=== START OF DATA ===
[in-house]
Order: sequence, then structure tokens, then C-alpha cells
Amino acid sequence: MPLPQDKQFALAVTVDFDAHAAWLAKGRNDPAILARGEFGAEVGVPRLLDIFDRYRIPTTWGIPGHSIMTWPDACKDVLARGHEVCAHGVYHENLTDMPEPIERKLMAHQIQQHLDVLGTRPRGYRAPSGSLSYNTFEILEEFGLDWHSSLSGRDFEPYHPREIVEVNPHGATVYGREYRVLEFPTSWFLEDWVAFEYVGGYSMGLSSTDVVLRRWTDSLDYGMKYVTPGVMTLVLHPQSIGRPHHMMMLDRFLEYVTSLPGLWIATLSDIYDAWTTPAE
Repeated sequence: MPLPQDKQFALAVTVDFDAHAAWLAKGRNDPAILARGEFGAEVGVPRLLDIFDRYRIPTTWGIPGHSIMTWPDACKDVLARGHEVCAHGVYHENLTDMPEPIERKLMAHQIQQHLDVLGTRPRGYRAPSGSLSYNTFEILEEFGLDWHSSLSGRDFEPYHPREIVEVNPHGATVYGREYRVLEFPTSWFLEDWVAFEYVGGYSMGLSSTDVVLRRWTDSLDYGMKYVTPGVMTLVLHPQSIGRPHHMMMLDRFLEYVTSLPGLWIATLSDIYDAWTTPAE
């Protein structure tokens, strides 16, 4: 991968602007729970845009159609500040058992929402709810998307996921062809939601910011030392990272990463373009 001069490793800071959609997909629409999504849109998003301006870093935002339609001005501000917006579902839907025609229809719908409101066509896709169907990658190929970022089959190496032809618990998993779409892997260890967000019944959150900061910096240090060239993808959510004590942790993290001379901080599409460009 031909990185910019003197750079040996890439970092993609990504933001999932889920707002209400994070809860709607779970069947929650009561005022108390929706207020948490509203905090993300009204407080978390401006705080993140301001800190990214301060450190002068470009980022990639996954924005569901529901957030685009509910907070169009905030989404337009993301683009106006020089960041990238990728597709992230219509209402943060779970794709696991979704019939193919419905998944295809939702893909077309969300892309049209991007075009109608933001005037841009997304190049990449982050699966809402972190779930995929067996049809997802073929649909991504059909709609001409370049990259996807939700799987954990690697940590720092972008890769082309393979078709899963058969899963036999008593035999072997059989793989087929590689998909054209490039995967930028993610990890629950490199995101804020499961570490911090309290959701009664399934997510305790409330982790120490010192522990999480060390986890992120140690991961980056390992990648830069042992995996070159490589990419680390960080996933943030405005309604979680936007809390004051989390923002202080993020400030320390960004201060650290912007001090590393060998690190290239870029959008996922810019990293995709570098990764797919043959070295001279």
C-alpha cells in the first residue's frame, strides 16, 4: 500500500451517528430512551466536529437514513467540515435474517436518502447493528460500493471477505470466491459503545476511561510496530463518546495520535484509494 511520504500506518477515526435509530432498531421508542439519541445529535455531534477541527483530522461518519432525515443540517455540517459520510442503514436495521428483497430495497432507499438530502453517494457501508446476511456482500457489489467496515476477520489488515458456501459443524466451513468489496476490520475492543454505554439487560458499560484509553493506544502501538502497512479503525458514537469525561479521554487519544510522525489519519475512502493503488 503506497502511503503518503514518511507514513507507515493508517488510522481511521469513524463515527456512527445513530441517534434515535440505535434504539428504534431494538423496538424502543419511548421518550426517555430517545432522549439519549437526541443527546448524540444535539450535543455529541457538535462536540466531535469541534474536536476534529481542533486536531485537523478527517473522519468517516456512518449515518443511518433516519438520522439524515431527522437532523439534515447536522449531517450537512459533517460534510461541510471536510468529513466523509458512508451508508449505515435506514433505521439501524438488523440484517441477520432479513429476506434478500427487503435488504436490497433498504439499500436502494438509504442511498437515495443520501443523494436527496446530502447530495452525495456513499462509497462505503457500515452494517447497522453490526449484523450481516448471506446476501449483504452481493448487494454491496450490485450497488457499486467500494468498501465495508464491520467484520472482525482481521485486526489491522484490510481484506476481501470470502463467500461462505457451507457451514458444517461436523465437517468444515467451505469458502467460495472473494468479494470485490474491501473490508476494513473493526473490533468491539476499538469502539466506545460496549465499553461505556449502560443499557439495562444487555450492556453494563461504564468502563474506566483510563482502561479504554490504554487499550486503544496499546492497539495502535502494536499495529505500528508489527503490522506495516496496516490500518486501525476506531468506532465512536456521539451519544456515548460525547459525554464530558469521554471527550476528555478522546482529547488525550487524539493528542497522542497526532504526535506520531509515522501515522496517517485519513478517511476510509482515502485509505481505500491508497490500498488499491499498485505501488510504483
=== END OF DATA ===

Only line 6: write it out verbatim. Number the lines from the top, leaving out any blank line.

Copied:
C-alpha cells in the first residue's frame, strides 16, 4: 500500500451517528430512551466536529437514513467540515435474517436518502447493528460500493471477505470466491459503545476511561510496530463518546495520535484509494 511520504500506518477515526435509530432498531421508542439519541445529535455531534477541527483530522461518519432525515443540517455540517459520510442503514436495521428483497430495497432507499438530502453517494457501508446476511456482500457489489467496515476477520489488515458456501459443524466451513468489496476490520475492543454505554439487560458499560484509553493506544502501538502497512479503525458514537469525561479521554487519544510522525489519519475512502493503488 503506497502511503503518503514518511507514513507507515493508517488510522481511521469513524463515527456512527445513530441517534434515535440505535434504539428504534431494538423496538424502543419511548421518550426517555430517545432522549439519549437526541443527546448524540444535539450535543455529541457538535462536540466531535469541534474536536476534529481542533486536531485537523478527517473522519468517516456512518449515518443511518433516519438520522439524515431527522437532523439534515447536522449531517450537512459533517460534510461541510471536510468529513466523509458512508451508508449505515435506514433505521439501524438488523440484517441477520432479513429476506434478500427487503435488504436490497433498504439499500436502494438509504442511498437515495443520501443523494436527496446530502447530495452525495456513499462509497462505503457500515452494517447497522453490526449484523450481516448471506446476501449483504452481493448487494454491496450490485450497488457499486467500494468498501465495508464491520467484520472482525482481521485486526489491522484490510481484506476481501470470502463467500461462505457451507457451514458444517461436523465437517468444515467451505469458502467460495472473494468479494470485490474491501473490508476494513473493526473490533468491539476499538469502539466506545460496549465499553461505556449502560443499557439495562444487555450492556453494563461504564468502563474506566483510563482502561479504554490504554487499550486503544496499546492497539495502535502494536499495529505500528508489527503490522506495516496496516490500518486501525476506531468506532465512536456521539451519544456515548460525547459525554464530558469521554471527550476528555478522546482529547488525550487524539493528542497522542497526532504526535506520531509515522501515522496517517485519513478517511476510509482515502485509505481505500491508497490500498488499491499498485505501488510504483